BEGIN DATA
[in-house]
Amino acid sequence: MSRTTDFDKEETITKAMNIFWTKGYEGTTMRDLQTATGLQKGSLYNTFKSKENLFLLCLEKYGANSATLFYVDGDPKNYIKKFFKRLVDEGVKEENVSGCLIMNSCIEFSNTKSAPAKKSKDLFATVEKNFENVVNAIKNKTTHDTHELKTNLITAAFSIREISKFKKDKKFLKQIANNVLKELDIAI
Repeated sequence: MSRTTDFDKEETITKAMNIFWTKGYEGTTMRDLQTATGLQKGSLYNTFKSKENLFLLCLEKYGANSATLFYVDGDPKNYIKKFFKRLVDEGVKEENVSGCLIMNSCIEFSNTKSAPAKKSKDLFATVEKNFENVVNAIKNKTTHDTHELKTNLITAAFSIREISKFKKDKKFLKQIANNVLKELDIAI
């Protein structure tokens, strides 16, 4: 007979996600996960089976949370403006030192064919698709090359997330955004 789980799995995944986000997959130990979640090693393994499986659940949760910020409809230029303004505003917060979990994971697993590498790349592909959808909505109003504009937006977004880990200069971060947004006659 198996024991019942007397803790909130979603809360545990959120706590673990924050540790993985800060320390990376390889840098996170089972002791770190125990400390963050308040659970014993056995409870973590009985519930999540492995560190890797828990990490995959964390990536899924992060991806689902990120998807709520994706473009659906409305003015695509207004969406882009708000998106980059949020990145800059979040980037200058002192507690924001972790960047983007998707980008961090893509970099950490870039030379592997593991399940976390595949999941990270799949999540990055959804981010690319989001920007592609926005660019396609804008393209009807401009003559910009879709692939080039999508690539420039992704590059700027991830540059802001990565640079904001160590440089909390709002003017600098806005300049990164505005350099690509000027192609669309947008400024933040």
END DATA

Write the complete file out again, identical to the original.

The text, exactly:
[in-house]
Amino acid sequence: MSRTTDFDKEETITKAMNIFWTKGYEGTTMRDLQTATGLQKGSLYNTFKSKENLFLLCLEKYGANSATLFYVDGDPKNYIKKFFKRLVDEGVKEENVSGCLIMNSCIEFSNTKSAPAKKSKDLFATVEKNFENVVNAIKNKTTHDTHELKTNLITAAFSIREISKFKKDKKFLKQIANNVLKELDIAI
Repeated sequence: MSRTTDFDKEETITKAMNIFWTKGYEGTTMRDLQTATGLQKGSLYNTFKSKENLFLLCLEKYGANSATLFYVDGDPKNYIKKFFKRLVDEGVKEENVSGCLIMNSCIEFSNTKSAPAKKSKDLFATVEKNFENVVNAIKNKTTHDTHELKTNLITAAFSIREISKFKKDKKFLKQIANNVLKELDIAI
């Protein structure tokens, strides 16, 4: 007979996600996960089976949370403006030192064919698709090359997330955004 789980799995995944986000997959130990979640090693393994499986659940949760910020409809230029303004505003917060979990994971697993590498790349592909959808909505109003504009937006977004880990200069971060947004006659 198996024991019942007397803790909130979603809360545990959120706590673990924050540790993985800060320390990376390889840098996170089972002791770190125990400390963050308040659970014993056995409870973590009985519930999540492995560190890797828990990490995959964390990536899924992060991806689902990120998807709520994706473009659906409305003015695509207004969406882009708000998106980059949020990145800059979040980037200058002192507690924001972790960047983007998707980008961090893509970099950490870039030379592997593991399940976390595949999941990270799949999540990055959804981010690319989001920007592609926005660019396609804008393209009807401009003559910009879709692939080039999508690539420039992704590059700027991830540059802001990565640079904001160590440089909390709002003017600098806005300049990164505005350099690509000027192609669309947008400024933040």